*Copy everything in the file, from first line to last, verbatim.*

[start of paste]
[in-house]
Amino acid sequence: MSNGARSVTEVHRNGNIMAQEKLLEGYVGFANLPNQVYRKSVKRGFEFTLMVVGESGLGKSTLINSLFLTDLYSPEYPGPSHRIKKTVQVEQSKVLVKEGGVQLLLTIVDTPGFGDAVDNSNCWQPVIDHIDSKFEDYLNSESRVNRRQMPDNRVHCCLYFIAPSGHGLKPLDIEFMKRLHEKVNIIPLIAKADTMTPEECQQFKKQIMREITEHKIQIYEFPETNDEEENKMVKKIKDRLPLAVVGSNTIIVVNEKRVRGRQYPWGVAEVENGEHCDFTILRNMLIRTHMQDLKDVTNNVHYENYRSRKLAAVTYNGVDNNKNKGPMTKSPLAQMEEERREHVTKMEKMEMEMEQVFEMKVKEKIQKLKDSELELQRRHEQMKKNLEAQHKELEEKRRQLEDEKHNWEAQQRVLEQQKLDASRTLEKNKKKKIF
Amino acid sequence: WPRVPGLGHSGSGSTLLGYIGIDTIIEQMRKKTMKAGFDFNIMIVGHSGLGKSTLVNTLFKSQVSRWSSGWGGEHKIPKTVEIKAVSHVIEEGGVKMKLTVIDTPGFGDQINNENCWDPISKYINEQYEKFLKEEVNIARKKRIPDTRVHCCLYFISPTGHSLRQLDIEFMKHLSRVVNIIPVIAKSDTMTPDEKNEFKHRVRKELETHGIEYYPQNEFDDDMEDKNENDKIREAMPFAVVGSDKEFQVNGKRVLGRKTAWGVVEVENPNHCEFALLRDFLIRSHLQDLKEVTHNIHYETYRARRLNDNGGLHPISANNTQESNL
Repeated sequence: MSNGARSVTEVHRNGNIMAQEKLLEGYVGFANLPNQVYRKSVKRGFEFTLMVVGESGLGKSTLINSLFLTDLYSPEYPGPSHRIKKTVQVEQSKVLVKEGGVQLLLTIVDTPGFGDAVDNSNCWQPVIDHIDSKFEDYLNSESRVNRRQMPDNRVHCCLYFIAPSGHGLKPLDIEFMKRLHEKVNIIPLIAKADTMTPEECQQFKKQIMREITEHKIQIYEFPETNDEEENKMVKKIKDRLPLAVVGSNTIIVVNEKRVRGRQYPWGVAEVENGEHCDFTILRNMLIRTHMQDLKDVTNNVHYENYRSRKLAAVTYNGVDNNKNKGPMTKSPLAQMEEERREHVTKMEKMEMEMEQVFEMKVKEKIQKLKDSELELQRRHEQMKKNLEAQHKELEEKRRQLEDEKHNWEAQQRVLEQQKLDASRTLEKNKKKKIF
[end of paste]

[in-house]
Amino acid sequence: MSNGARSVTEVHRNGNIMAQEKLLEGYVGFANLPNQVYRKSVKRGFEFTLMVVGESGLGKSTLINSLFLTDLYSPEYPGPSHRIKKTVQVEQSKVLVKEGGVQLLLTIVDTPGFGDAVDNSNCWQPVIDHIDSKFEDYLNSESRVNRRQMPDNRVHCCLYFIAPSGHGLKPLDIEFMKRLHEKVNIIPLIAKADTMTPEECQQFKKQIMREITEHKIQIYEFPETNDEEENKMVKKIKDRLPLAVVGSNTIIVVNEKRVRGRQYPWGVAEVENGEHCDFTILRNMLIRTHMQDLKDVTNNVHYENYRSRKLAAVTYNGVDNNKNKGPMTKSPLAQMEEERREHVTKMEKMEMEMEQVFEMKVKEKIQKLKDSELELQRRHEQMKKNLEAQHKELEEKRRQLEDEKHNWEAQQRVLEQQKLDASRTLEKNKKKKIF
Amino acid sequence: WPRVPGLGHSGSGSTLLGYIGIDTIIEQMRKKTMKAGFDFNIMIVGHSGLGKSTLVNTLFKSQVSRWSSGWGGEHKIPKTVEIKAVSHVIEEGGVKMKLTVIDTPGFGDQINNENCWDPISKYINEQYEKFLKEEVNIARKKRIPDTRVHCCLYFISPTGHSLRQLDIEFMKHLSRVVNIIPVIAKSDTMTPDEKNEFKHRVRKELETHGIEYYPQNEFDDDMEDKNENDKIREAMPFAVVGSDKEFQVNGKRVLGRKTAWGVVEVENPNHCEFALLRDFLIRSHLQDLKEVTHNIHYETYRARRLNDNGGLHPISANNTQESNL
Repeated sequence: MSNGARSVTEVHRNGNIMAQEKLLEGYVGFANLPNQVYRKSVKRGFEFTLMVVGESGLGKSTLINSLFLTDLYSPEYPGPSHRIKKTVQVEQSKVLVKEGGVQLLLTIVDTPGFGDAVDNSNCWQPVIDHIDSKFEDYLNSESRVNRRQMPDNRVHCCLYFIAPSGHGLKPLDIEFMKRLHEKVNIIPLIAKADTMTPEECQQFKKQIMREITEHKIQIYEFPETNDEEENKMVKKIKDRLPLAVVGSNTIIVVNEKRVRGRQYPWGVAEVENGEHCDFTILRNMLIRTHMQDLKDVTNNVHYENYRSRKLAAVTYNGVDNNKNKGPMTKSPLAQMEEERREHVTKMEKMEMEMEQVFEMKVKEKIQKLKDSELELQRRHEQMKKNLEAQHKELEEKRRQLEDEKHNWEAQQRVLEQQKLDASRTLEKNKKKKIF